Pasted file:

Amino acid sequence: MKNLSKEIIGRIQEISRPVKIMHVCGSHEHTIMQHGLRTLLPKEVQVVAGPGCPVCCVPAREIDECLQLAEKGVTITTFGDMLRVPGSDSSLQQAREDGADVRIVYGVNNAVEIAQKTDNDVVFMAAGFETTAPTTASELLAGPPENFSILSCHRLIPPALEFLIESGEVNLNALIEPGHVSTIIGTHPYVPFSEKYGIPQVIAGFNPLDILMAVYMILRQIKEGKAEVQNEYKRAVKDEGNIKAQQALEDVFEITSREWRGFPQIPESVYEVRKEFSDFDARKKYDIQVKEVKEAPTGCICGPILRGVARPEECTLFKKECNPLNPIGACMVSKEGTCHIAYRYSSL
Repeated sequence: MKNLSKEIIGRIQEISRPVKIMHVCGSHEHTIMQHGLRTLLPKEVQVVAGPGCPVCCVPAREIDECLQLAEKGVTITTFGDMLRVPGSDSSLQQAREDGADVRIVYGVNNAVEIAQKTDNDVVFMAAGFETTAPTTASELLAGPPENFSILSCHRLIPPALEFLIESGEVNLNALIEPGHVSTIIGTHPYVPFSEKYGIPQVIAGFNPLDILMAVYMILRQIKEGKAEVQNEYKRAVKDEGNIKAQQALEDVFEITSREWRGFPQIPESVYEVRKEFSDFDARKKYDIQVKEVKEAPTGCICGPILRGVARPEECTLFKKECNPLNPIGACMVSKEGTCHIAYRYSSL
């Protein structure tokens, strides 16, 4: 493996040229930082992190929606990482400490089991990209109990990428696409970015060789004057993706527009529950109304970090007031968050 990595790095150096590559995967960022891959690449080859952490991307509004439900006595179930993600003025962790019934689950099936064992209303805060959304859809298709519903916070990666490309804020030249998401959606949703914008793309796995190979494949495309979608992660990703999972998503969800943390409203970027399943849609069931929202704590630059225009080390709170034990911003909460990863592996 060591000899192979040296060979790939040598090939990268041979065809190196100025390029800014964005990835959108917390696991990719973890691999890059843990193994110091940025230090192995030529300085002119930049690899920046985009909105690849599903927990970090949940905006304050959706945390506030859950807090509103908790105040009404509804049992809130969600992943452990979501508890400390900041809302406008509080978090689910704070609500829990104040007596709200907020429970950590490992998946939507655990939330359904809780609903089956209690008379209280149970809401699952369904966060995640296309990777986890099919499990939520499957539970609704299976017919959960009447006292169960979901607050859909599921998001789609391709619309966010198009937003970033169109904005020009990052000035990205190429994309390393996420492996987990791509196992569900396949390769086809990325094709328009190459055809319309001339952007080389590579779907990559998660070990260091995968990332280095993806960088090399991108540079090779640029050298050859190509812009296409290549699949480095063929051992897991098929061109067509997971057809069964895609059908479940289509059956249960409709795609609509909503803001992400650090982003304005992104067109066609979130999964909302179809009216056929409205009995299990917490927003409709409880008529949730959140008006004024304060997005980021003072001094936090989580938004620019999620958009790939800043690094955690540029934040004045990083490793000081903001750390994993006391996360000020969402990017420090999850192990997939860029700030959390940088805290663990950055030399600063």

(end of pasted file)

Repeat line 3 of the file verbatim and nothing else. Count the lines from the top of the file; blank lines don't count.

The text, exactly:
């Protein structure tokens, strides 16, 4: 493996040229930082992190929606990482400490089991990209109990990428696409970015060789004057993706527009529950109304970090007031968050 990595790095150096590559995967960022891959690449080859952490991307509004439900006595179930993600003025962790019934689950099936064992209303805060959304859809298709519903916070990666490309804020030249998401959606949703914008793309796995190979494949495309979608992660990703999972998503969800943390409203970027399943849609069931929202704590630059225009080390709170034990911003909460990863592996 060591000899192979040296060979790939040598090939990268041979065809190196100025390029800014964005990835959108917390696991990719973890691999890059843990193994110091940025230090192995030529300085002119930049690899920046985009909105690849599903927990970090949940905006304050959706945390506030859950807090509103908790105040009404509804049992809130969600992943452990979501508890400390900041809302406008509080978090689910704070609500829990104040007596709200907020429970950590490992998946939507655990939330359904809780609903089956209690008379209280149970809401699952369904966060995640296309990777986890099919499990939520499957539970609704299976017919959960009447006292169960979901607050859909599921998001789609391709619309966010198009937003970033169109904005020009990052000035990205190429994309390393996420492996987990791509196992569900396949390769086809990325094709328009190459055809319309001339952007080389590579779907990559998660070990260091995968990332280095993806960088090399991108540079090779640029050298050859190509812009296409290549699949480095063929051992897991098929061109067509997971057809069964895609059908479940289509059956249960409709795609609509909503803001992400650090982003304005992104067109066609979130999964909302179809009216056929409205009995299990917490927003409709409880008529949730959140008006004024304060997005980021003072001094936090989580938004620019999620958009790939800043690094955690540029934040004045990083490793000081903001750390994993006391996360000020969402990017420090999850192990997939860029700030959390940088805290663990950055030399600063």